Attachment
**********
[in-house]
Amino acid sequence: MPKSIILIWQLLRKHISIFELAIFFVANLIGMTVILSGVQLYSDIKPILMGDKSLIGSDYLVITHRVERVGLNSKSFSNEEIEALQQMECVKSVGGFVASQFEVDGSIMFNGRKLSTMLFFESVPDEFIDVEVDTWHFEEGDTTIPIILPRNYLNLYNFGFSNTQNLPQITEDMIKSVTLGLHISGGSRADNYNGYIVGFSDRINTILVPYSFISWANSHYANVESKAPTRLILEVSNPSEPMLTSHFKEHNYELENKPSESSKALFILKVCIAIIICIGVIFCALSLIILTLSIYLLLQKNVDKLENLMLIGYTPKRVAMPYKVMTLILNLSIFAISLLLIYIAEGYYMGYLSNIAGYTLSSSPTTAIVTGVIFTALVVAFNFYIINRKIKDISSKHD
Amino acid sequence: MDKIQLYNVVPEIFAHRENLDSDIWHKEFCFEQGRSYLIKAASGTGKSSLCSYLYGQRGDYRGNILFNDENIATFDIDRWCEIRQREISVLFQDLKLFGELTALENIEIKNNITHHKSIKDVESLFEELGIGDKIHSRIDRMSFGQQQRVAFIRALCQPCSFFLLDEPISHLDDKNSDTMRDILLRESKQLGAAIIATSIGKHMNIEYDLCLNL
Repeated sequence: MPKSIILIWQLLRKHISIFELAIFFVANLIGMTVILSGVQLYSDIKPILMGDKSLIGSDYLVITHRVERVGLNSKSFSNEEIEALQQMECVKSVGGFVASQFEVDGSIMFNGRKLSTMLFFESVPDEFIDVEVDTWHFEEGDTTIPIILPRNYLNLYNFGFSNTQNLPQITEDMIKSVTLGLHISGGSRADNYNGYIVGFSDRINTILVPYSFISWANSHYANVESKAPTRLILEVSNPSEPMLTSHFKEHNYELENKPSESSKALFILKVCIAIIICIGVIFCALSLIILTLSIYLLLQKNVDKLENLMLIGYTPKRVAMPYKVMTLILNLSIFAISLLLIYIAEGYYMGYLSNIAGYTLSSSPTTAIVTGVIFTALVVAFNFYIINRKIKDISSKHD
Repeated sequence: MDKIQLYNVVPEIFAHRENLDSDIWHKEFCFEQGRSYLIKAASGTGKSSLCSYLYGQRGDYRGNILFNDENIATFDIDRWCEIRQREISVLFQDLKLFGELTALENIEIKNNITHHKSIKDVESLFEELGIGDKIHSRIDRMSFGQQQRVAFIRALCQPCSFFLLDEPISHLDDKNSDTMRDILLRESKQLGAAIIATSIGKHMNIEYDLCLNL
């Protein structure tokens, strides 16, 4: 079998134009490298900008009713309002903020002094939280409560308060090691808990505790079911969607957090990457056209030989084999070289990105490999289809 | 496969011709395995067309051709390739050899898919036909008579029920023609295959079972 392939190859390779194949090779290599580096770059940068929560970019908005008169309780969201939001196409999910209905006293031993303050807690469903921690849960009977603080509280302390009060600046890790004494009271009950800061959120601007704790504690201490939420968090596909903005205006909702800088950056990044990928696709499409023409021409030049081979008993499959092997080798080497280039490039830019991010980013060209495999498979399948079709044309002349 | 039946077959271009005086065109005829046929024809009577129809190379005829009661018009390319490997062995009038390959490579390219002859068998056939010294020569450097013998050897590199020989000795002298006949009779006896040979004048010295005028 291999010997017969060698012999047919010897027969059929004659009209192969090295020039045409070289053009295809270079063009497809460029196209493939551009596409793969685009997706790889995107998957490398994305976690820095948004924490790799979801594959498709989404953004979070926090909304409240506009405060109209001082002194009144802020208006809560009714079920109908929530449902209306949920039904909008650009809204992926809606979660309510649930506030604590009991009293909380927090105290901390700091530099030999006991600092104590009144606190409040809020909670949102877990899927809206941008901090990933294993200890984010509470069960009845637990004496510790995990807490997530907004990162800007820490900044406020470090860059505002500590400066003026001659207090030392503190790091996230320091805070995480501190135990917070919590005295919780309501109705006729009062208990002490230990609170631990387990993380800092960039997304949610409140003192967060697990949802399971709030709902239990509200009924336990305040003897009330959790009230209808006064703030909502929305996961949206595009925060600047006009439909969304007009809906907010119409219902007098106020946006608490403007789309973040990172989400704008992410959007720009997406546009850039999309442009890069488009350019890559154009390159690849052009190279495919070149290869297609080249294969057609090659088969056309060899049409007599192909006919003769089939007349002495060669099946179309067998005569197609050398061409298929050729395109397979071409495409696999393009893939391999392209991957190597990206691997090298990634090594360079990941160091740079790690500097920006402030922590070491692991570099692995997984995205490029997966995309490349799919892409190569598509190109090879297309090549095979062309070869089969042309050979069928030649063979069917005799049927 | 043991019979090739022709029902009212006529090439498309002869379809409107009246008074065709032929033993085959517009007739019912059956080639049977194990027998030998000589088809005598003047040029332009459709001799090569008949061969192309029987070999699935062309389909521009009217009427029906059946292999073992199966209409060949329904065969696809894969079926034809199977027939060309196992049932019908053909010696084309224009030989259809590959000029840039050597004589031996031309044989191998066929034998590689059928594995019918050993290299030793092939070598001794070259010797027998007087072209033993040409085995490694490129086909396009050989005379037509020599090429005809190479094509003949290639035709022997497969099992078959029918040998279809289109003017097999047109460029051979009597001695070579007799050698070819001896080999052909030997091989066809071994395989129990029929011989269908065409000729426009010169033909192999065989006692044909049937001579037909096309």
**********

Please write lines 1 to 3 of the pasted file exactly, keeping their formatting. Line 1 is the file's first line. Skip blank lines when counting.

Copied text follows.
[in-house]
Amino acid sequence: MPKSIILIWQLLRKHISIFELAIFFVANLIGMTVILSGVQLYSDIKPILMGDKSLIGSDYLVITHRVERVGLNSKSFSNEEIEALQQMECVKSVGGFVASQFEVDGSIMFNGRKLSTMLFFESVPDEFIDVEVDTWHFEEGDTTIPIILPRNYLNLYNFGFSNTQNLPQITEDMIKSVTLGLHISGGSRADNYNGYIVGFSDRINTILVPYSFISWANSHYANVESKAPTRLILEVSNPSEPMLTSHFKEHNYELENKPSESSKALFILKVCIAIIICIGVIFCALSLIILTLSIYLLLQKNVDKLENLMLIGYTPKRVAMPYKVMTLILNLSIFAISLLLIYIAEGYYMGYLSNIAGYTLSSSPTTAIVTGVIFTALVVAFNFYIINRKIKDISSKHD
Amino acid sequence: MDKIQLYNVVPEIFAHRENLDSDIWHKEFCFEQGRSYLIKAASGTGKSSLCSYLYGQRGDYRGNILFNDENIATFDIDRWCEIRQREISVLFQDLKLFGELTALENIEIKNNITHHKSIKDVESLFEELGIGDKIHSRIDRMSFGQQQRVAFIRALCQPCSFFLLDEPISHLDDKNSDTMRDILLRESKQLGAAIIATSIGKHMNIEYDLCLNL